Category: Mark’s Hill Column

Reforming police in America

Americans are demanding police reform. And it’s not just those who’ve taken to the streets. It’s folks sitting at home in every demographic subgroup of this country. Whether George Floyd’s murder represents a long-term turning point in public opinion or a massive, but temporary, bump, we can’t know for a while. But the current demand

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Race and empathy

Empathy — our ability to imagine ourselves as another, to feel what another person is feeling—is central to America’s conversation about race. But our ability to empathize is limited by our experience. Most of us have endured physical pain, suffered the loss of parent, been rejected by a significant other and failed to achieve a

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Just how important are the issues?

Many commentators reported perplexity. How could Democratic primary voters be endorsing Bernie Sanders’s policy proposals by large margins, but casting ballots for Joe Biden? Answers fall into at least two categories, both with broader implications. First, a single poll question on a complex topic rarely reveals a complete portrait of public opinion. Second, issues rarely decide elections.

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Geography and gerrymander

Corrupt GOP gerrymandering is rampant and I’m proud to have played a small role in ending it in Michigan, through the victory of Proposition 2, which transfers the power to draw district lines from politicians to an independent commission. However, Democrats would be foolish to imagine that Republican conspiracies are the root of all our problems translating

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Do party platforms matter for candidates?

In a political system featuring entrepreneurial politicians who work to fashion their own images, and in an era of weak parties, commentators commonly dismiss the significance of party platforms. “Who cares what ‘the party’ says,” the conventional wisdom goes, “candidates will do what they want.” While there’s some truth in this caricature, history suggests it’s

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Reputations of leaders in crises

Leaders frequently forge their reputations in crises. In normal times, competition for the public’s attention is fierce. Crises, by contrast, put leaders at the center of our focus. Almost every eye is firmly fixed on them. A Business Insider poll found two-thirds of Americans watching the president’s near daily briefings, with a total of 88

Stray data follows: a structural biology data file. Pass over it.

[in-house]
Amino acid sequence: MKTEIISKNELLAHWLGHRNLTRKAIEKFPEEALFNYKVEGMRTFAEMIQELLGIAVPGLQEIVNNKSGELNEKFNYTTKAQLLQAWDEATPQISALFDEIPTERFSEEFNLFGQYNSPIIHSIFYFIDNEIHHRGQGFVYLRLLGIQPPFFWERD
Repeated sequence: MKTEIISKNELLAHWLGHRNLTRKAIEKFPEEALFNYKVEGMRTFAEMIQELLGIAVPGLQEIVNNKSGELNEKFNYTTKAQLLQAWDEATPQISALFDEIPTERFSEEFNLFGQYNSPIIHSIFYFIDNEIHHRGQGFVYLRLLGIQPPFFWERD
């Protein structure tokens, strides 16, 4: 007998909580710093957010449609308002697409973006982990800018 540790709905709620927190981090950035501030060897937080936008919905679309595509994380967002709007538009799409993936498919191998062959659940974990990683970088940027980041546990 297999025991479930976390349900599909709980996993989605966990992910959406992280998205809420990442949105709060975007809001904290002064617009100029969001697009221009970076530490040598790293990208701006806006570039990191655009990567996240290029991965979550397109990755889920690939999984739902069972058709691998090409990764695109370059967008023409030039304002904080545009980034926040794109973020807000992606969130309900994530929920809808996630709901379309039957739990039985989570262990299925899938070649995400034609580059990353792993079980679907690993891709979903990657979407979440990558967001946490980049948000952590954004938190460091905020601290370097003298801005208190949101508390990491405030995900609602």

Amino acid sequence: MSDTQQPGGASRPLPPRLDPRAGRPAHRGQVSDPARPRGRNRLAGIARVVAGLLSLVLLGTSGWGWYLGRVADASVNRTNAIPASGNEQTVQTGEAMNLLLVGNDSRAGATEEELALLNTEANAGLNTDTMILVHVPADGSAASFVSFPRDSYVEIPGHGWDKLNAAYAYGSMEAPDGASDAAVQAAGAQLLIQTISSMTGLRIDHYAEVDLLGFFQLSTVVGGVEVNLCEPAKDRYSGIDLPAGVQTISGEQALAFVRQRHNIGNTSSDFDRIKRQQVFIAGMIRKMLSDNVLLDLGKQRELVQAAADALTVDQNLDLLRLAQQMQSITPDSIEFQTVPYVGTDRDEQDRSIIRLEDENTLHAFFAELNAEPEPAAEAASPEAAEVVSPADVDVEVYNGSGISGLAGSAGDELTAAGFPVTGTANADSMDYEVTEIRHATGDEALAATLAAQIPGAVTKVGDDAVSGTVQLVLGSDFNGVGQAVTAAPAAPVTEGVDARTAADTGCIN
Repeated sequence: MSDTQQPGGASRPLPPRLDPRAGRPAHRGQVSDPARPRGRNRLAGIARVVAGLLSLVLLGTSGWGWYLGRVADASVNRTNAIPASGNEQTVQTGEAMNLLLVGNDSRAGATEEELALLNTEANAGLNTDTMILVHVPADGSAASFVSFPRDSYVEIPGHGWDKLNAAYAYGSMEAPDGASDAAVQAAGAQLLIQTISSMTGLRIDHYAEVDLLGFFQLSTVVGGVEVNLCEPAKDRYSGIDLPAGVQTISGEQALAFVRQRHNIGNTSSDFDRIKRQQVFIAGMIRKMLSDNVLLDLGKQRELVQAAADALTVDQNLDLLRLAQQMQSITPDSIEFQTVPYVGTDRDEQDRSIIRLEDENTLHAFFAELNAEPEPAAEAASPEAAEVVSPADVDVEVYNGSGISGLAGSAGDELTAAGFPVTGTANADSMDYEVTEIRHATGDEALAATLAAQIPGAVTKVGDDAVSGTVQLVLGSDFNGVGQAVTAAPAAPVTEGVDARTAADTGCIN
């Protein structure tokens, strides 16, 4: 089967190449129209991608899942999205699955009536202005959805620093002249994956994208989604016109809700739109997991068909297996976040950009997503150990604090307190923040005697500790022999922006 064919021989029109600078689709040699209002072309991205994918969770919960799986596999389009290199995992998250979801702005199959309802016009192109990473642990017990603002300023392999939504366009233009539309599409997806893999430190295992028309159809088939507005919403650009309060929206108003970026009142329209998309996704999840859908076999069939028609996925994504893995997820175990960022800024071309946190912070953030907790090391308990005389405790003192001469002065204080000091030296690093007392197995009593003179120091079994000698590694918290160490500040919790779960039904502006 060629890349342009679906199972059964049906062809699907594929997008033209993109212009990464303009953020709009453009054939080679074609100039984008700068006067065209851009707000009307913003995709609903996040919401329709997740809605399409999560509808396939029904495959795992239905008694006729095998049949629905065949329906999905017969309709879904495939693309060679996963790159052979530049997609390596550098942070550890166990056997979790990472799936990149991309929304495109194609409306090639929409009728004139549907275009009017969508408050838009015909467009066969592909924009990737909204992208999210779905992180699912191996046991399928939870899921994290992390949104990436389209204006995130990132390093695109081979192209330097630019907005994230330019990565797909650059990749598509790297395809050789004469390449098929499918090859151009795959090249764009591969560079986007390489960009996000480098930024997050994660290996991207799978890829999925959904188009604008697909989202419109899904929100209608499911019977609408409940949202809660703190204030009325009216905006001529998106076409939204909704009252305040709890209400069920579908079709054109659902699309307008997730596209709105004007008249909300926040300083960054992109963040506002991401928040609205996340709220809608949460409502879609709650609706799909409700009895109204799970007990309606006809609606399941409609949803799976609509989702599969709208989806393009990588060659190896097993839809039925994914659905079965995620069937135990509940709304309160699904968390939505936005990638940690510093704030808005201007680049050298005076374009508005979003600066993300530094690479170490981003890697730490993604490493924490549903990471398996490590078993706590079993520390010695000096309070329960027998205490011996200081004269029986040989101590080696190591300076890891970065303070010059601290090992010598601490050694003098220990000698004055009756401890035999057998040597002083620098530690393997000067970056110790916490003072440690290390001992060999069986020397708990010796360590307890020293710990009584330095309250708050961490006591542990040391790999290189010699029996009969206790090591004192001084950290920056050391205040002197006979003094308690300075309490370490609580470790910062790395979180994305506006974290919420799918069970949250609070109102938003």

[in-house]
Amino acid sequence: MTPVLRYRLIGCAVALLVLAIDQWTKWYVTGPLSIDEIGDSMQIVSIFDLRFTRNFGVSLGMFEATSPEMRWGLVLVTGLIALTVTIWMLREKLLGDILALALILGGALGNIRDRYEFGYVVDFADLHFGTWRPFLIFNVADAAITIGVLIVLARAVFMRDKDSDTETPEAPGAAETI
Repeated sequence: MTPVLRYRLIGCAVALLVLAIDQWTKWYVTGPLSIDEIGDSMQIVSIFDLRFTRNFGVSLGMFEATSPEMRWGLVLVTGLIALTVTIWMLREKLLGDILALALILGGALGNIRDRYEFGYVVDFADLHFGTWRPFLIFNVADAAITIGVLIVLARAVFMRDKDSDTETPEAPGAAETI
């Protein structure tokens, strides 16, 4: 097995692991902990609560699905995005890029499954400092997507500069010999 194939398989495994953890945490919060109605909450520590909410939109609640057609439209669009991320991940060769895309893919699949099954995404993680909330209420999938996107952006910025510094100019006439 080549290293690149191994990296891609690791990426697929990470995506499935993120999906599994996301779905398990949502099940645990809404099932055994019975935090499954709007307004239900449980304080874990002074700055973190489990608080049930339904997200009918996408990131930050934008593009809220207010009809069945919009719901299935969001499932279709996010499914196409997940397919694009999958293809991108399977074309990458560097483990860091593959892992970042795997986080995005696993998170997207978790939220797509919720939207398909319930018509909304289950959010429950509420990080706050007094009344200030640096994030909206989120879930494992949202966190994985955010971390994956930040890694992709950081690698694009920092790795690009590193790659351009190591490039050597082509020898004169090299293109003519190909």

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The primary difference

Juxtaposing the 2016 and 2020 Democratic primaries creates something like an experiment. Two different candidates, Hillary Clinton and Joe Biden, faced the same opponent, Sen. Bernie Sanders (I-Vt.), in many of the same states, with the same potential electorate. Yet the results were quite different. Biden did far better than Clinton. Adding a bit to work by Geoffrey Skelley of FiveThirtyEight,

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Two crises

For the last two decades, one corner of political science has been consumed by a debate over whether shark attacks off the New Jersey shore cost Woodrow Wilson votes in the 1916 presidential election. While this seemingly arcane discussion may remind practitioners of the medieval debate (or perhaps it was a 17th century controversy, even

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Is there a Sanders turnout surge?

As noted here previously, the walking national disaster that is Donald Trump has focused Democrats on electability like never before. Primary voters are consistently more interested in a candidate who can defeat Trump than in one who reflects their views on issues. Sen. Bernie Sanders’s (I-Vt.) core electability argument, repeated regularly at his rallies, brags that his “is

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Should the majority rule?

We throw around phrases like “majority rule” with abandon, but often without giving much thought to their actual meaning. Americans assume they elect their public officials by majority rule. Most of the time they’re right, but not because that is, in fact, the rule. Rather it’s simply a byproduct of the two-party system. “Majority rule”

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